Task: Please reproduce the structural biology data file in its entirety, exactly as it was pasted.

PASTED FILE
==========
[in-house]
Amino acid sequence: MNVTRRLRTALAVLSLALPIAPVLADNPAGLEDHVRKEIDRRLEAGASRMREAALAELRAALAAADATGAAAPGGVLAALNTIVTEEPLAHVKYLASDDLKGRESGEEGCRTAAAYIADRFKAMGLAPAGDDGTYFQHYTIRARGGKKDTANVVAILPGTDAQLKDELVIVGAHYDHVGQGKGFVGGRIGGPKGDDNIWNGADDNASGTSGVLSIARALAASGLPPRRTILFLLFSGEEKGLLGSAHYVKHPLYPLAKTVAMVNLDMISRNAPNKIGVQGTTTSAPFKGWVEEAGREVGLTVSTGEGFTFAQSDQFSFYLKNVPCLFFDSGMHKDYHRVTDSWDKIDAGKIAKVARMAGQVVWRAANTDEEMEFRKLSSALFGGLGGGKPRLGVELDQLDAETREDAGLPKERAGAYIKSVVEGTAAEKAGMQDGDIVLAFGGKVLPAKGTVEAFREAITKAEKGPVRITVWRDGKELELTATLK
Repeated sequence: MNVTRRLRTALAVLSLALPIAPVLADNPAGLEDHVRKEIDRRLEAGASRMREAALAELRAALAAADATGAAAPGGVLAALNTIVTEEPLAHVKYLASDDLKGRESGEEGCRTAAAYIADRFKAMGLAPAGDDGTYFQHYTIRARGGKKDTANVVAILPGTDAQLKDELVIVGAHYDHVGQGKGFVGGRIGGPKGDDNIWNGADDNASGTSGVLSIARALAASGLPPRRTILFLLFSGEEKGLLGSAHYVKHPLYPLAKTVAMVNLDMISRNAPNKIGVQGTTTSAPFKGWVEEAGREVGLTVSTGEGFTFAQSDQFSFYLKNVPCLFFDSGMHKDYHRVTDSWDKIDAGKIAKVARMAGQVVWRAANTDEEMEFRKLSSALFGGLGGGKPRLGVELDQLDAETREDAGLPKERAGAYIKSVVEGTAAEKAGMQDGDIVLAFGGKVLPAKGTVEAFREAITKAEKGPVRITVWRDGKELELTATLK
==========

[in-house]
Amino acid sequence: MNVTRRLRTALAVLSLALPIAPVLADNPAGLEDHVRKEIDRRLEAGASRMREAALAELRAALAAADATGAAAPGGVLAALNTIVTEEPLAHVKYLASDDLKGRESGEEGCRTAAAYIADRFKAMGLAPAGDDGTYFQHYTIRARGGKKDTANVVAILPGTDAQLKDELVIVGAHYDHVGQGKGFVGGRIGGPKGDDNIWNGADDNASGTSGVLSIARALAASGLPPRRTILFLLFSGEEKGLLGSAHYVKHPLYPLAKTVAMVNLDMISRNAPNKIGVQGTTTSAPFKGWVEEAGREVGLTVSTGEGFTFAQSDQFSFYLKNVPCLFFDSGMHKDYHRVTDSWDKIDAGKIAKVARMAGQVVWRAANTDEEMEFRKLSSALFGGLGGGKPRLGVELDQLDAETREDAGLPKERAGAYIKSVVEGTAAEKAGMQDGDIVLAFGGKVLPAKGTVEAFREAITKAEKGPVRITVWRDGKELELTATLK
Repeated sequence: MNVTRRLRTALAVLSLALPIAPVLADNPAGLEDHVRKEIDRRLEAGASRMREAALAELRAALAAADATGAAAPGGVLAALNTIVTEEPLAHVKYLASDDLKGRESGEEGCRTAAAYIADRFKAMGLAPAGDDGTYFQHYTIRARGGKKDTANVVAILPGTDAQLKDELVIVGAHYDHVGQGKGFVGGRIGGPKGDDNIWNGADDNASGTSGVLSIARALAASGLPPRRTILFLLFSGEEKGLLGSAHYVKHPLYPLAKTVAMVNLDMISRNAPNKIGVQGTTTSAPFKGWVEEAGREVGLTVSTGEGFTFAQSDQFSFYLKNVPCLFFDSGMHKDYHRVTDSWDKIDAGKIAKVARMAGQVVWRAANTDEEMEFRKLSSALFGGLGGGKPRLGVELDQLDAETREDAGLPKERAGAYIKSVVEGTAAEKAGMQDGDIVLAFGGKVLPAKGTVEAFREAITKAEKGPVRITVWRDGKELELTATLK